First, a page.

I used five skeins of DK Merino Superwash by Plymouth in Light Gray (love the simple way they name their yarns!), which knit up to gauge with a size seven needle. The pattern called for a 48″ circular needle, and while I eventually outgrew my 24″, the 40″ I ended up with wasn’t necessary to comfortably accommodate all the stitches. I believe a 32″ would have been fine, and maybe a little easier to work with. But, to each his own.

The yarn I used isn’t as dressy as the yarn used in the pattern, but it knit up beautifully. I’m very pleased with my choice.

I wet-blocked the shawl, and initially it stretched out several inches wider than the finished size listed in the pattern. However, as it dried, due to the nature of the lace pattern, it regained some of the “bubbly” texture it had as I was knitting it, which pulled it back to the listed size.

The picot edge didn’t come out quite like the picture in the magazine, however, it did pull those points out and give it the intended swoopy-edge (you can’t really see that in the above picture, but the final result had the swoops).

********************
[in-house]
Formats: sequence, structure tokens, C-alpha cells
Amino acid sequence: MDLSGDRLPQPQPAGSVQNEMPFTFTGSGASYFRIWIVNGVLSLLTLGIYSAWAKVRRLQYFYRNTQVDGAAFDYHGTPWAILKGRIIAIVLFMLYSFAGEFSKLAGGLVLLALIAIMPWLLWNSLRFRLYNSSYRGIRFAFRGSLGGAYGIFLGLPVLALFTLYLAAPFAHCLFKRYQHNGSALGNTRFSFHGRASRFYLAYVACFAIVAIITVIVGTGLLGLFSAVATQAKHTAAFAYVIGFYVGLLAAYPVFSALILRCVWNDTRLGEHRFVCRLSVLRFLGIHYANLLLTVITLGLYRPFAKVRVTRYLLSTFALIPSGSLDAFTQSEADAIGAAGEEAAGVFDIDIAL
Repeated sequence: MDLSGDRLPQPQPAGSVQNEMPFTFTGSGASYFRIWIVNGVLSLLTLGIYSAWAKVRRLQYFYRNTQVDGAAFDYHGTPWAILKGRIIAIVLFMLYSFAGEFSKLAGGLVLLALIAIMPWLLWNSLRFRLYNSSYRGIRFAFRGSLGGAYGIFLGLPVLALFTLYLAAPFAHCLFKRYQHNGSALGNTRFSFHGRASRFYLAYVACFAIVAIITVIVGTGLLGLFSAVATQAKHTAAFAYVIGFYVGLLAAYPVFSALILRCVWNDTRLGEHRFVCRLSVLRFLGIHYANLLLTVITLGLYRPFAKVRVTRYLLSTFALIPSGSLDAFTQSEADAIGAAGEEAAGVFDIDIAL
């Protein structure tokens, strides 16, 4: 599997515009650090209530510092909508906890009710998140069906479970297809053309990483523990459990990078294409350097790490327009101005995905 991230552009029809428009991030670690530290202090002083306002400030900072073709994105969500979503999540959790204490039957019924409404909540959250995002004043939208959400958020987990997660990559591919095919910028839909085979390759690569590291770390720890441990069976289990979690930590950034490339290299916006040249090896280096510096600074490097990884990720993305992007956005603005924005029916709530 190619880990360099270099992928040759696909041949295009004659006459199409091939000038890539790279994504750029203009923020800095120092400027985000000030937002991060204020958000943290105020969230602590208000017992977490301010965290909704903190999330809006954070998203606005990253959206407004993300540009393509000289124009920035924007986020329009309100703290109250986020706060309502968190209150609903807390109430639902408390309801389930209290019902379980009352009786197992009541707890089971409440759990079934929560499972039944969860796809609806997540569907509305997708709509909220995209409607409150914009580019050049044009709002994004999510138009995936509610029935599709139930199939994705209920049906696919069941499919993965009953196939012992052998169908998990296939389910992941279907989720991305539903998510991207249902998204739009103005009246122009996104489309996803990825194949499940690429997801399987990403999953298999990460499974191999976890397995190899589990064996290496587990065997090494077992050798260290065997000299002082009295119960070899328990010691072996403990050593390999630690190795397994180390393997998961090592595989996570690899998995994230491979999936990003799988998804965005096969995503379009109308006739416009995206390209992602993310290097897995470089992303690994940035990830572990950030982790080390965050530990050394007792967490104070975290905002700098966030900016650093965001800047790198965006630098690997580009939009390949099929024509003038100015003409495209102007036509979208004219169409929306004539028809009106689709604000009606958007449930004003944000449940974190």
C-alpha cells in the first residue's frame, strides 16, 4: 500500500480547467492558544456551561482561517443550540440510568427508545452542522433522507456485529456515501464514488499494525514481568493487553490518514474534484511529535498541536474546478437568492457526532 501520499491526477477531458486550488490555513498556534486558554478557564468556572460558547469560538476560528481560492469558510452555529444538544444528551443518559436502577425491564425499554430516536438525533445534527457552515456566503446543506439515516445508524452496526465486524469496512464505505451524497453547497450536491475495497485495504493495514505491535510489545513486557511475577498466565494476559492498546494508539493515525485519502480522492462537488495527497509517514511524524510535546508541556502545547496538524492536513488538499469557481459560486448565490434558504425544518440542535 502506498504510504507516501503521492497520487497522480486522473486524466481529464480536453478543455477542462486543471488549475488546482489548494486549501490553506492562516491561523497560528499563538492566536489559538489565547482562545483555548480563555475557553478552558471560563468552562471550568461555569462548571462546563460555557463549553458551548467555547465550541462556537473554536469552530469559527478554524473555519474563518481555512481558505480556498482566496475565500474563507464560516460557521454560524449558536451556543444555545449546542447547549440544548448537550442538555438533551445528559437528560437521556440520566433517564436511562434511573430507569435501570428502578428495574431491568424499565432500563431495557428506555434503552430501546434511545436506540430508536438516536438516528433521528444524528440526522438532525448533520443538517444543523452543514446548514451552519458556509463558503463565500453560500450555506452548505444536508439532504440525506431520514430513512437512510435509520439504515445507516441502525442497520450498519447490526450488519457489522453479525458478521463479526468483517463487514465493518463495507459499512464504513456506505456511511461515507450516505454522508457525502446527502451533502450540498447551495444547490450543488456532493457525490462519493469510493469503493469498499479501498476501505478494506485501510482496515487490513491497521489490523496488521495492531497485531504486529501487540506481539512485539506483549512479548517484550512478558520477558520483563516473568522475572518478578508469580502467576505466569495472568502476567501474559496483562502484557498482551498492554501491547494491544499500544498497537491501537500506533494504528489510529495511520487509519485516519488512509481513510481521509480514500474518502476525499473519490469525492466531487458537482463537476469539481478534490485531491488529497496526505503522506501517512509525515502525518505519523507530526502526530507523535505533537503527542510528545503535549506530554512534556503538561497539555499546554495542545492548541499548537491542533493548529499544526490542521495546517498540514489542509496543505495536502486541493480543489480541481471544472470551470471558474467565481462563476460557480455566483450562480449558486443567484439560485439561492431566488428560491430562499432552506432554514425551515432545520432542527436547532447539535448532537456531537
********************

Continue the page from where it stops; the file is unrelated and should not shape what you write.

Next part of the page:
I was going to put this on my sofa and use it as a convenient decorative piece I could wrap myself up in on cold evenings, but once I took a good look at the throw currently serving that purpose, I changed my mind. My cats somehow think knit pieces on the back of the sofa are akin to scratching posts, and that poor throw is so pilled from being clawed. I don’t want that to happen to this shawl!


Green Lace Scarf

Another project for my local yarn store, and this one is quite feminine, very pretty. I can see it being used with something a little dressier or, if you prefer,  a fairly casual outfit. As an accent piece, it would be perfect with either.